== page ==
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Int Arch Allergy Immunol. 2010 November; 153(4): 424–427.
Published online 2010 June 18. doi:  10.1159/000316355
PMCID: PMC2945267

Phantom Rhinitis


Sensitivity to strong odors has a broad differential diagnosis. A presentation is made of a 60-year-old man with lifelong mild allergic rhinitis and a superimposed 4-year history of sensitivity to smells. He had no response to medical treatments or allergic immunotherapy. His physical examination was unremarkable. After obtaining a detailed history, a definitive imaging study was performed and the patient underwent corrective treatment for his potentially life-threatening disorder. A detailed differential and strong clinical history is sometimes required to uncover the etiology of non-allergic rhinitis. Overwhelming sensations of strong odors may be a sign of a more serious condition and require investigation. This presentation discusses the differential diagnosis and suggested evaluation for patients with abnormalities in olfaction.

Key Words: Aura, Dysosmia, Epilepsy, Neurogenic rhinitis, Olfactory aura, Phantosmia, Refractory rhinitis, Seizures, Temporal lobe

Established Facts

• Abnormalities in olfaction can be common in patients with both allergic and non-allergic rhinitis.

Novel Insights

• The differential diagnosis of disordered olfaction is discussed with a summary of the appropriate workup.

• Potentially life-threatening disorders can mimic rhinitis.

Case Report

A 60-year-old African-American male presented for an evaluation of 4 years of sensitivity to smells. Since the age of 4 he experienced congestion, post-nasal drip, and dry eyes during the late fall months. He was diagnosed with allergic asthma as a child based on a history of seasonal wheezing. He did not have infections at a greater frequency or severity compared to his peers.

The patient remained well for several years after returning to the US from combat service in Vietnam where he sustained a head injury. When his fall-time nasal symptoms returned he sought care with a local allergist. Skin prick testing was positive to house dust, dust mite, and wool. After failing nasal steroids and oral antihistamines he went on subcutaneous allergen immunotherapy to dust and dust mite for 2 years until moving from the Ohio River Valley to the West Coast. The patient was reevaluated by an allergist but was negative to all allergens tested. He was then treated with homeopathic medications for 2 years along with nasal sinus rinses. Overall, his clinical health was good with the exception of a diagnosis of mild hypertension that was controlled with lifestyle modification.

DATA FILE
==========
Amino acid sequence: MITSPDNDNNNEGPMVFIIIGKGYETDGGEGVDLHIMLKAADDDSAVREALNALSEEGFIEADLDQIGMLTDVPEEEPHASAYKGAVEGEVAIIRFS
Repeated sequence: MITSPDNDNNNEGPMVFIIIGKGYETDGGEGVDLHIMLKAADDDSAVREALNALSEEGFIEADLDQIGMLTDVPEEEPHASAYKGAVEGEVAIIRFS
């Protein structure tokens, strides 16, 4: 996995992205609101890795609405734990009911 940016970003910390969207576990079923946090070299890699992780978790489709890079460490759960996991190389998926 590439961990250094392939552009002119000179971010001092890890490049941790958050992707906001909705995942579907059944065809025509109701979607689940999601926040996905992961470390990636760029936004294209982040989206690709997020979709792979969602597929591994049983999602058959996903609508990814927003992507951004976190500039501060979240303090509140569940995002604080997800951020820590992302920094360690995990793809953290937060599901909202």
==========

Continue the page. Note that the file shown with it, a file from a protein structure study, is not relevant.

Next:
A year into homeopathic treatment, he began to notice the occurrence of overwhelming sensation of odors. The odors were always of a varying and unidentified chemical nature. Most often he would associate the smells with strong perfume from someone nearby, but the odors did not always occur in the presence of other people or in situations that might be expected to have strong smells. There was no seasonality to the odors. Outside of these chemical smell occurrences, the patient was still able to detect odors that were in his environment, however taste and smell were not formally evaluated. These symptoms were thought a manifestation of his underlying allergic rhinitis and he was unsuccessfully continued on symptomatic medical treatment.

There was no other significant medical history. He was a former smoker and had quit more than 5 years earlier. He worked in an office building as a computer engineer. At the time of clinical evaluation the patient was mildly hypertensive at 140/93 mm Hg, but the remainder of the physical examination was normal. The nasal mucosa was without abnormality, there was no evidence of rash, and the lungs were without adventitious sounds. The patient's routine blood workup including blood counts with differential, complete metabolic panels and IgE levels were unremarkable.

Two years later, due to continued symptoms, a CT of the sinus was performed (fig. (fig.1b)1b) and was read as normal with the exception of concha bullosa. The sensation of odors continued without abatement.

Fig. 1
a Brain MRI. Arrow indicates aneurysm of the right middle cerebral artery near the trifurcation. b Sinus CT.

The patient was referred to a neurologist for concern of possible sinus migraines. More suspicious of an intracranial lesion, the neurologist ordered a brain MRI. The MRI (fig. (fig.1a)1a) revealed an abnormality in the right temporal lobe region that was suggestive of an aneurysm. An MRA revealed a 7 × 5 × 5 mm right temporal aneurysm which was confirmed by angiography (fig. (fig.2b).2b). An EEG was diagnostic of right temporal lobe seizure activity (fig. (fig.3).3). Surgical clipping of the aneurysm was performed without complication. The sensation of overwhelming odors completely resolved after surgery and the patient has remained free from these symptoms for 2 years. He continues to have mild nasal congestion in the late fall treated with seasonal intranasal corticosteroids with great success.